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Dining Off-Premises, Boosted During Pandemic, Looks Like It’s Here to Stay

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Dining Off-Premises, Boosted During Pandemic, Looks Like It’s Here to Stay

Consumers are increasing their off-premises dinner purchases, according to the latest weekly survey from the National Restaurant Association. In the early spring 2021 period, Gen Xers and Baby Boomers have increased their weekly off-premises dinner purchases by 8% and 7%, respectively.

Here’s a closer look at the recent restaurant survey stats, and what they might mean for the industry’s recovery from the COVID-19 pandemic:

OFF-PREMISES DINING TOOK SHARE FROM SIT-DOWN EATING DURING PANDEMIC

Pre-pandemic, an average of 59% of adults each week went out for dinner at a sit-down restaurant or fast-food establishment, reported MarketScreener (March 19). Gen Z adults (72%) and Millennials (65%) were the most likely to go out for dinner in the weeks leading up to the pandemic. However, on-premises dinner patronage fell sharply during the lockdown period, with average weekly usage plunging by more than 40 percentage points.

Prior to the pandemic, around 58% of adults purchased takeout or delivery for dinner, with Millennials and Gen Z being most likely to do so. During lockdown, an increasing proportion of consumers started using takeout and delivery for dinner. Overall, the largest gains in weekly off-premises dinner usage were seen among Gen X and Baby Boomers.

As for the lunch daypart, the survey displayed similar results, in which consumer activity remained below pre-pandemic levels for on-premises and showed growth for off-premises. On-premises breakfast remains below-pre-pandemic, while consumer usage is similar to pre-pandemic for off-premises for that daypart.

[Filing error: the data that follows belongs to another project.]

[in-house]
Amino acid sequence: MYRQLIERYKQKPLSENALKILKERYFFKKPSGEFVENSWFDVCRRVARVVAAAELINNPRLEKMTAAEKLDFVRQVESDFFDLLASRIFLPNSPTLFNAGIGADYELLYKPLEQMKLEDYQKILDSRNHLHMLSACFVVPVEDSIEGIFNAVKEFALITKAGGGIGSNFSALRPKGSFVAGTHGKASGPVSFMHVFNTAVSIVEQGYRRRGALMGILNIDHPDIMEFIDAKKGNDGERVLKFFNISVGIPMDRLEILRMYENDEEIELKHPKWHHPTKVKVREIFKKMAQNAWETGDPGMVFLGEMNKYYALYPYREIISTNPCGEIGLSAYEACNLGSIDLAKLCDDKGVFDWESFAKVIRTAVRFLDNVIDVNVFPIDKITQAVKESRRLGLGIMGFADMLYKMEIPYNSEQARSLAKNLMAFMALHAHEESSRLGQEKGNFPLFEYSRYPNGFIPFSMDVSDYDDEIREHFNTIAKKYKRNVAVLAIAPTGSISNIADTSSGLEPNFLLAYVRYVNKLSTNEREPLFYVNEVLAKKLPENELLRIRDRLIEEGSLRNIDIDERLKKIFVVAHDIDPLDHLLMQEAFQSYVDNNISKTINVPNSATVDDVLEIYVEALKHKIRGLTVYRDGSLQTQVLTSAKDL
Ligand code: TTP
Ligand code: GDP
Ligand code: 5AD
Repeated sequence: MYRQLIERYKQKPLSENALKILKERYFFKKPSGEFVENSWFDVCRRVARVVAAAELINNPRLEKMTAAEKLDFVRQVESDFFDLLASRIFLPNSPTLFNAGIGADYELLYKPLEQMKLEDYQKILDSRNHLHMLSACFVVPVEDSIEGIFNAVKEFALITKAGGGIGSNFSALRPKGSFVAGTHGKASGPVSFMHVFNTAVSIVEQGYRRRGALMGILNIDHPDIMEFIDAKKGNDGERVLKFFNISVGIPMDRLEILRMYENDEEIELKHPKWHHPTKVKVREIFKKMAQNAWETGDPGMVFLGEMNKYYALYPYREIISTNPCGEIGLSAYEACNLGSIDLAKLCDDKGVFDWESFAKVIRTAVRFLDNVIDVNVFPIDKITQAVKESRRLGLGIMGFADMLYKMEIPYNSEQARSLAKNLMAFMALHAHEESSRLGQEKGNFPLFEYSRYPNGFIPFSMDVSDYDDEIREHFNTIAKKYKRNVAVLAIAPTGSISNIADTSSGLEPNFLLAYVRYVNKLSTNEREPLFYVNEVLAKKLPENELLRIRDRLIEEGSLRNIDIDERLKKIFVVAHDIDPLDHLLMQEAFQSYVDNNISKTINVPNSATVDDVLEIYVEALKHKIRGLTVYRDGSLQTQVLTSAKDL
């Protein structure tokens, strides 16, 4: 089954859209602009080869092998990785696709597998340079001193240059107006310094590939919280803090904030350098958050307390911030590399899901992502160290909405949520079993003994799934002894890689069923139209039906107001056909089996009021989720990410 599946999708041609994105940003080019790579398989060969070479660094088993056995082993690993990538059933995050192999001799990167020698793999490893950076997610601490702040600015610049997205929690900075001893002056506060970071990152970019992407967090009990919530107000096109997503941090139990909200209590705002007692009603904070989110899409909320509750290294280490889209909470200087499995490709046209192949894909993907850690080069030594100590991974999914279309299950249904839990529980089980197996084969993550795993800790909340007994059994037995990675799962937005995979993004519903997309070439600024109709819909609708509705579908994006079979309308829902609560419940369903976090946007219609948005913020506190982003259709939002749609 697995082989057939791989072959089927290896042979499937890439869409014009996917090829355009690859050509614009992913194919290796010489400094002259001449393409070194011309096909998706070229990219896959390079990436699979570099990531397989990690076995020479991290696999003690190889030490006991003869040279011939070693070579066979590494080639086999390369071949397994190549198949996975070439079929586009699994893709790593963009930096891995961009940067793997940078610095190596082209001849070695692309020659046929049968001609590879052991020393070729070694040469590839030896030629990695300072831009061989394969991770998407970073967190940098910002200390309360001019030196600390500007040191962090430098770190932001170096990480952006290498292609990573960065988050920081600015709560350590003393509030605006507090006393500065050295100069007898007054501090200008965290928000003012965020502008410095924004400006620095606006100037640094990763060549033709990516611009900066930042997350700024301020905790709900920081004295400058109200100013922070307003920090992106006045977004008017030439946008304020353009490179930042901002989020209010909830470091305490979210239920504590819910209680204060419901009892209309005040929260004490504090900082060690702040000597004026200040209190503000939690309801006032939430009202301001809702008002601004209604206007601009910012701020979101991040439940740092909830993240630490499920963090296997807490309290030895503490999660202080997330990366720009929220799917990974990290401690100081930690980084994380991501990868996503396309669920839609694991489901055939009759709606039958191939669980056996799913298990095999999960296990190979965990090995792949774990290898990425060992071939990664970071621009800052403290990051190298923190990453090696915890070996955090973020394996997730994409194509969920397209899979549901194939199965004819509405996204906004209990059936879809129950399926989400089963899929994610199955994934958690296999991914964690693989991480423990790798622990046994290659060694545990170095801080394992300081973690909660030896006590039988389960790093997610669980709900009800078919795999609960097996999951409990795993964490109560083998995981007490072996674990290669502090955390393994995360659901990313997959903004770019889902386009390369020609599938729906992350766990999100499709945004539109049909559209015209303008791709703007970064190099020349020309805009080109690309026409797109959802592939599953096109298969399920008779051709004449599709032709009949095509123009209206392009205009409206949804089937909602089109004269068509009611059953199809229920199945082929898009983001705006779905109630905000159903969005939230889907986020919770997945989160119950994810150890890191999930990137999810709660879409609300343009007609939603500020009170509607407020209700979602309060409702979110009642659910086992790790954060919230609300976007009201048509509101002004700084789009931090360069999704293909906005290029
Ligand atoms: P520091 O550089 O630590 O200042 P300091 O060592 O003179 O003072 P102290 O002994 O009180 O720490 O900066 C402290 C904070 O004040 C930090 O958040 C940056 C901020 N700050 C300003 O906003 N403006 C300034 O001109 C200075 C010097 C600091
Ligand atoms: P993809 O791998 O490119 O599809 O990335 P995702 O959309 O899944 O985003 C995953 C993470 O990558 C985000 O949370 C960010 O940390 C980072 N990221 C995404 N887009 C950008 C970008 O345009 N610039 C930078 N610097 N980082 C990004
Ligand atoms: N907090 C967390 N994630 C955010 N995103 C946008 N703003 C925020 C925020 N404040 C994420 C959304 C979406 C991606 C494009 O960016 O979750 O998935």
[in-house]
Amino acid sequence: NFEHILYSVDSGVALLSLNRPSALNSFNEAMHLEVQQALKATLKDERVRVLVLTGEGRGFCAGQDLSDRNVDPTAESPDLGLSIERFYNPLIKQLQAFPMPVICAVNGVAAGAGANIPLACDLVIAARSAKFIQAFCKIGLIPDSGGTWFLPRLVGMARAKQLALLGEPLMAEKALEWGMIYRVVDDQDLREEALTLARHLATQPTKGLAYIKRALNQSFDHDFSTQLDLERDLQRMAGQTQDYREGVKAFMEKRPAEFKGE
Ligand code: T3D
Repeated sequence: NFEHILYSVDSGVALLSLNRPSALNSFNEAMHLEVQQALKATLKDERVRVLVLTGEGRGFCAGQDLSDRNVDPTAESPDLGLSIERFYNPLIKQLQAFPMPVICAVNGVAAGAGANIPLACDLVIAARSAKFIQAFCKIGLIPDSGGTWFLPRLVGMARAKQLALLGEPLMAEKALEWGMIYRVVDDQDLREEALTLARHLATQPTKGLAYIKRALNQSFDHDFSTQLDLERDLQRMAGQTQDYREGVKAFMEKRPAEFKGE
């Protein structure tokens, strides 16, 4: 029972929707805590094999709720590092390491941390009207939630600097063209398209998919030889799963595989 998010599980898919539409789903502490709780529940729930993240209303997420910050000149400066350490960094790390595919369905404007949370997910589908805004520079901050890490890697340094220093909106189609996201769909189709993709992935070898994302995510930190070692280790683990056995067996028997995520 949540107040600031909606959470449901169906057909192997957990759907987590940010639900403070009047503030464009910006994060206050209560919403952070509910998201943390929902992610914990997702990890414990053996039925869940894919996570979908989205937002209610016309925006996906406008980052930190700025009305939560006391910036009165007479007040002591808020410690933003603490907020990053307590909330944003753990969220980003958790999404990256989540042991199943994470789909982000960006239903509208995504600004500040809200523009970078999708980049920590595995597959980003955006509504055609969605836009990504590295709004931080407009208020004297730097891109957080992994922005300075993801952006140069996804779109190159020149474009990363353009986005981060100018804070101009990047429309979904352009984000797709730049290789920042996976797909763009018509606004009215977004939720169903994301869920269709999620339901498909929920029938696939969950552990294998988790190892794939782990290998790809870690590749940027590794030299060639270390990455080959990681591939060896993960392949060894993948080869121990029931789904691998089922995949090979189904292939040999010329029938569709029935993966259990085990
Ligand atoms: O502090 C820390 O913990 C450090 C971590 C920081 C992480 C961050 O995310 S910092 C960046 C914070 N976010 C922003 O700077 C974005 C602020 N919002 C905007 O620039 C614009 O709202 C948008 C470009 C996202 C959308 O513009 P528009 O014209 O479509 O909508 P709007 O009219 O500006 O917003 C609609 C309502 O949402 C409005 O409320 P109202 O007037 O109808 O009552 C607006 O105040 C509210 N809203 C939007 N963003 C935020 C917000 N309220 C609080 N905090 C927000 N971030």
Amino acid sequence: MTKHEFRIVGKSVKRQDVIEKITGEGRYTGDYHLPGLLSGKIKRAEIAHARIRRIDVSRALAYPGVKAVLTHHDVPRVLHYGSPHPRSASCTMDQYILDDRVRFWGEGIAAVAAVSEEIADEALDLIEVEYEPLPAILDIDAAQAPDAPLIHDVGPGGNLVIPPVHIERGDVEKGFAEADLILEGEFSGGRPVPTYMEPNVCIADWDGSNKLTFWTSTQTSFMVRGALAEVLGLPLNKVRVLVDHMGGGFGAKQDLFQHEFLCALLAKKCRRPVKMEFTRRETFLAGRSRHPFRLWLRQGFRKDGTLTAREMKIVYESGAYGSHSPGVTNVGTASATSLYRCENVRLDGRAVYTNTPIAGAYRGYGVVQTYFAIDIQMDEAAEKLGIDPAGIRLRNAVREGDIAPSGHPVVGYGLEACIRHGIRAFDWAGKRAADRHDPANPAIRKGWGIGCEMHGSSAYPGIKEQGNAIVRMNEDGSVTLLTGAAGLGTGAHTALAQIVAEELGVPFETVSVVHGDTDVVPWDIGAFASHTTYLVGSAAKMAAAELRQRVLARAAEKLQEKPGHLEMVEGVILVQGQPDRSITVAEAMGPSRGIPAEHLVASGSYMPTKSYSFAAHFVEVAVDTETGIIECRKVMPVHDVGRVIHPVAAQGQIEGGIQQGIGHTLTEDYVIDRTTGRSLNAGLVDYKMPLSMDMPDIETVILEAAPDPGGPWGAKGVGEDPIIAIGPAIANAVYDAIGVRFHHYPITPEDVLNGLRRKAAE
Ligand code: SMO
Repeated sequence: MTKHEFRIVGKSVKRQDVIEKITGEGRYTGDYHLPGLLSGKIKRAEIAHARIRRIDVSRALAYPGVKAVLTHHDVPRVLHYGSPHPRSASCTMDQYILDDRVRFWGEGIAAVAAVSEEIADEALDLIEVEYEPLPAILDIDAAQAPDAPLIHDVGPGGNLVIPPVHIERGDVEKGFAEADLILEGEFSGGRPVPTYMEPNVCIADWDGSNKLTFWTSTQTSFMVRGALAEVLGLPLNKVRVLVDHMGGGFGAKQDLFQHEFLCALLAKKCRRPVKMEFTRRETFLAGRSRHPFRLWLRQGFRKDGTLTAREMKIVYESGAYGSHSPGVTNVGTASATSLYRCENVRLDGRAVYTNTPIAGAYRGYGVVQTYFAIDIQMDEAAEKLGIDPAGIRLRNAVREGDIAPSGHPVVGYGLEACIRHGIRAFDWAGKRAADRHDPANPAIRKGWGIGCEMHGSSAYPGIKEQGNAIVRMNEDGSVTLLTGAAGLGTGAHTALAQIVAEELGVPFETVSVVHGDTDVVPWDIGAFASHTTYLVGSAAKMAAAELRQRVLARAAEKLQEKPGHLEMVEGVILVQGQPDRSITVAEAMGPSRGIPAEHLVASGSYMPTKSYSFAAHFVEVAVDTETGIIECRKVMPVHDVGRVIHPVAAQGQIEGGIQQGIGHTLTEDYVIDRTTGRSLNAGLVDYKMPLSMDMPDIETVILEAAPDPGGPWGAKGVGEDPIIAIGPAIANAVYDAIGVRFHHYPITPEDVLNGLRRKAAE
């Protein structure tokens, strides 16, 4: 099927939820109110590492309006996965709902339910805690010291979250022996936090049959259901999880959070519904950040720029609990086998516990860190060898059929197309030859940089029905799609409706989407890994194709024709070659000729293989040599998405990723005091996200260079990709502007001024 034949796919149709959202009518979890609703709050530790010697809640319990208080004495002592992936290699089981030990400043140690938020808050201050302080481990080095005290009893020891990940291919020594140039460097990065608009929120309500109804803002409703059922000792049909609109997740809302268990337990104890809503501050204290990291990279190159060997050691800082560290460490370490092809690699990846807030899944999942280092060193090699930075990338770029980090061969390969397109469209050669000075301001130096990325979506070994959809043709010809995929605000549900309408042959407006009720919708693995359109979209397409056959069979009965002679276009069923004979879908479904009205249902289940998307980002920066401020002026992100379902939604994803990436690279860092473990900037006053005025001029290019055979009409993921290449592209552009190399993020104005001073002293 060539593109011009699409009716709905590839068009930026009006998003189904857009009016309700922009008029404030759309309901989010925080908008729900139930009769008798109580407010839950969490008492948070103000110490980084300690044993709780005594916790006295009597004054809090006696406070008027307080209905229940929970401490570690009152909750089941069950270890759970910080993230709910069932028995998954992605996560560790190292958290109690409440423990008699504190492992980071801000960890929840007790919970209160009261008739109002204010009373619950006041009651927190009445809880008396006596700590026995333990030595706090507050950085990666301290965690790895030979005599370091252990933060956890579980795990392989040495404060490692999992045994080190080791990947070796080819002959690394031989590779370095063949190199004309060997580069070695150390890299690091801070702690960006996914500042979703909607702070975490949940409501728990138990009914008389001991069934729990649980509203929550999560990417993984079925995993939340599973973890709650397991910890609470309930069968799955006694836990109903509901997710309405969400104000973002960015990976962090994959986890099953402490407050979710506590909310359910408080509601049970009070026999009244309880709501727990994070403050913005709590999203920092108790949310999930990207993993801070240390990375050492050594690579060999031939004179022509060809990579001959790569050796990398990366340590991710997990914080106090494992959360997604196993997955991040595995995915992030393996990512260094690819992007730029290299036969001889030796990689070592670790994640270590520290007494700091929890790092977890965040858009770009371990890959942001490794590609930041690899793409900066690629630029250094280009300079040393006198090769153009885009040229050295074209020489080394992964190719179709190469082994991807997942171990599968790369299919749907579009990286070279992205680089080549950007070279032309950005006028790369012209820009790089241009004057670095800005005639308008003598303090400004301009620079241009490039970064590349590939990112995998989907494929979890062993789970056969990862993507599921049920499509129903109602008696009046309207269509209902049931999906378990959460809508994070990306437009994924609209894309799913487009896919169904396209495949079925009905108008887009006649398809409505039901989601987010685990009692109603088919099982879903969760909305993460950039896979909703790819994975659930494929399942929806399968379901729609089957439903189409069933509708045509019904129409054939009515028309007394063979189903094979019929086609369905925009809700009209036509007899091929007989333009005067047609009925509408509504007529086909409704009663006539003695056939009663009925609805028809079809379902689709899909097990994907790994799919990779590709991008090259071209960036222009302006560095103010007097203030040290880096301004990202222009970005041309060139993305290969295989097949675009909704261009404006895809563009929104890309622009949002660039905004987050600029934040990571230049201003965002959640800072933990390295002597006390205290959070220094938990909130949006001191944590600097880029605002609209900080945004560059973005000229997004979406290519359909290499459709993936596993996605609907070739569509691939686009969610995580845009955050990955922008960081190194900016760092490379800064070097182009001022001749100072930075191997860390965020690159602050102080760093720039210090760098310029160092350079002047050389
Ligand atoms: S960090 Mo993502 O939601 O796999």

Meanwhile, Jack in The Box reported its best quarter in nearly 30 years in February, which can largely be attributed to off-premises dining and digital sales that doubled in the first quarter on a year-over-year basis to account for nearly 7% of all sales, the chain’s CEO said, according to Yahoo Finance (March 22).

INDOOR DINING RESTRICTIONS EASE, SIT-DOWN EATING TRENDING UP

As the weather improved mid-2020, more people started going out for dinner with an average of 35% of adults each week going out for dinner during the summer/fall period. After a slight dip during the winter restrictions period, on-premises dinner activity trended higher as spring approached.

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In addition to the weather, indoor dining restrictions have eased in several states. Diner growth has shown improvement in recent weeks, according to data from OpenTable. OpenTable restaurant diner growth year-over-year data in the U.S. was -29.66% as of Mar 17, 2021. For comparison, it was at -54.81 on Feb. 17, 2021.

FOODSERVICE MAY NEED A HYBRID MODEL GOING FORWARD

Though on-premises dining is coming back into favor, off-premises is still growing, which means that restaurants will likely need to adopt a hybrid model moving forward.

Restaurant industry experts believe that drive-thru ordering will stay above pre-pandemic levels for the foreseeable future. One market analyst says consumers have changed their ordering habits for good over the past year and now demand convenience and safety, reported CNBC (March 12).

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The Food Institute